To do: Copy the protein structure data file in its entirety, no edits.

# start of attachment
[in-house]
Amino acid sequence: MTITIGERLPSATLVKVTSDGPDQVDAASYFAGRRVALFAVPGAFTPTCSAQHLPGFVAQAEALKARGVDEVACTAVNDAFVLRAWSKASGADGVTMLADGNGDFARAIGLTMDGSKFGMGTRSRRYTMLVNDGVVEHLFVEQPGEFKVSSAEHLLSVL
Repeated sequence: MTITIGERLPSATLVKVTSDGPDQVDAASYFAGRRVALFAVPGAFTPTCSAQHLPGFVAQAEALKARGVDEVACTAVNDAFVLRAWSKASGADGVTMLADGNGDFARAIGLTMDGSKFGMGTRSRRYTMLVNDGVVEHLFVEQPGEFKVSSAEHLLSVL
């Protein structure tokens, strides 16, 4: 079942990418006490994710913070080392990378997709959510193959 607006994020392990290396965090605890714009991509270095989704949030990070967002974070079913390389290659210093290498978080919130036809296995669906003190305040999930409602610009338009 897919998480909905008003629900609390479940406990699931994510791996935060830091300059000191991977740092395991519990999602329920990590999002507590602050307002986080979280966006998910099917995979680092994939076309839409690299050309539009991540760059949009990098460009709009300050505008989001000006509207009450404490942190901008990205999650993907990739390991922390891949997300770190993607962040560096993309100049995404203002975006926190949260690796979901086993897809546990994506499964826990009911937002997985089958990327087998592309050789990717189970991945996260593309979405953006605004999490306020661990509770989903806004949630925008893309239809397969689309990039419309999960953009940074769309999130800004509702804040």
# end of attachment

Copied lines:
[in-house]
Amino acid sequence: MTITIGERLPSATLVKVTSDGPDQVDAASYFAGRRVALFAVPGAFTPTCSAQHLPGFVAQAEALKARGVDEVACTAVNDAFVLRAWSKASGADGVTMLADGNGDFARAIGLTMDGSKFGMGTRSRRYTMLVNDGVVEHLFVEQPGEFKVSSAEHLLSVL
Repeated sequence: MTITIGERLPSATLVKVTSDGPDQVDAASYFAGRRVALFAVPGAFTPTCSAQHLPGFVAQAEALKARGVDEVACTAVNDAFVLRAWSKASGADGVTMLADGNGDFARAIGLTMDGSKFGMGTRSRRYTMLVNDGVVEHLFVEQPGEFKVSSAEHLLSVL
């Protein structure tokens, strides 16, 4: 079942990418006490994710913070080392990378997709959510193959 607006994020392990290396965090605890714009991509270095989704949030990070967002974070079913390389290659210093290498978080919130036809296995669906003190305040999930409602610009338009 897919998480909905008003629900609390479940406990699931994510791996935060830091300059000191991977740092395991519990999602329920990590999002507590602050307002986080979280966006998910099917995979680092994939076309839409690299050309539009991540760059949009990098460009709009300050505008989001000006509207009450404490942190901008990205999650993907990739390991922390891949997300770190993607962040560096993309100049995404203002975006926190949260690796979901086993897809546990994506499964826990009911937002997985089958990327087998592309050789990717189970991945996260593309979405953006605004999490306020661990509770989903806004949630925008893309239809397969689309990039419309999960953009940074769309999130800004509702804040």